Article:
Monday, July 5, 2010

Canada's top spy: Nothing to apologize for

In testimony today before the House Public Safety Committee, CSIS chief Richard Fadden refused to back down from his surprising declaration a couple of weeks back that foreign governments have infiltrated local and provincial governments.

While I question why he went public while the base of his assertions were still being assessed, I don't think he should apologize or resign for doing his job.   Sure, there's a lot to be concerned about, especially if one doesn't want an entire ethnicity to be sullied.   Matter of fact, that's one of the reasons why espionage was stripped from the Mounties in the early 1980s when CSIS was created -- to provide an impartial analysis and operations unit that could perform counterintelligence competently and credibly.

But frankly, he was just stating the obvious ... that there are foreign governments who want to topple our own by any means necessary, starting with subterfuge.   And as to why one would start at the local and provincial levels, it's simply because that's where a lot of the meat and potatoes of government operates within Canada.

Discretion might have been better advised on Fadden's part.   But politicians from all parties need to wake up, and either fight the real enemies within or be prepared to spend billions more of our hard-earned money to fund retaliatory measures.   This includes but is not limited to fighting identity theft before it even happens, especially using the name of dead people.   But such counterintelligence can also be done without violating basic human rights which our enemies have never and will never respect.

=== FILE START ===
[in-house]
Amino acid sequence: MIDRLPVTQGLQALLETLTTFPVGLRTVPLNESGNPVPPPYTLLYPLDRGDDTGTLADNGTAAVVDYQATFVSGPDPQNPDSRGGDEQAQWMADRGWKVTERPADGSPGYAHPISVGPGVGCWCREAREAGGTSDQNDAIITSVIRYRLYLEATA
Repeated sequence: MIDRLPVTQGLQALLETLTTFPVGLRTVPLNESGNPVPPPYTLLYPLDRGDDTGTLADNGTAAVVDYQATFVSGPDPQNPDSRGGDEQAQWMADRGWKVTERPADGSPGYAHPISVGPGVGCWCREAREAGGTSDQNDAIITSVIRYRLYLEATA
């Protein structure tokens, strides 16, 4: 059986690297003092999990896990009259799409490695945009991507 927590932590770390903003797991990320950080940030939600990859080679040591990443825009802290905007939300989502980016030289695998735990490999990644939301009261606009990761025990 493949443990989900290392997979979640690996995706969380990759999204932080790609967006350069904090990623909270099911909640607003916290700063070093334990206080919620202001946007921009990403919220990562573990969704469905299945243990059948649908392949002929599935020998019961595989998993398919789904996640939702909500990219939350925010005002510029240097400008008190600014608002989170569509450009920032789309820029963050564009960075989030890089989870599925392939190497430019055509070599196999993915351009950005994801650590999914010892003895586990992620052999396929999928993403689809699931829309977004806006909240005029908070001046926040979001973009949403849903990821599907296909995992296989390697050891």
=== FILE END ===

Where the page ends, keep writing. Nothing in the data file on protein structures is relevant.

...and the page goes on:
The Cold War never really ended, it's just the combatants and the reasons for the hostility changed.

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Vindicator said...

I haven't heard Mr Fadden say anything about ethnicity -- but I'd say that if he wants to go public with these kinds of accusations, he needs to provide some evidence to back them.

The sooner, the better.

Anonymous said...

Fadden did tacitly agree during the CBC interview that it was at least partly China they were most worried about (I saw it). But they're not trying to "topple" the gov't[s] [what, in favour of a communist one?!]. THat's nonesence. Fadden & the other intelligence folks made it clear that these are economic issues they're concerned about; that they're seeking things like more favourable trade deals, or the inside track on investment opp's.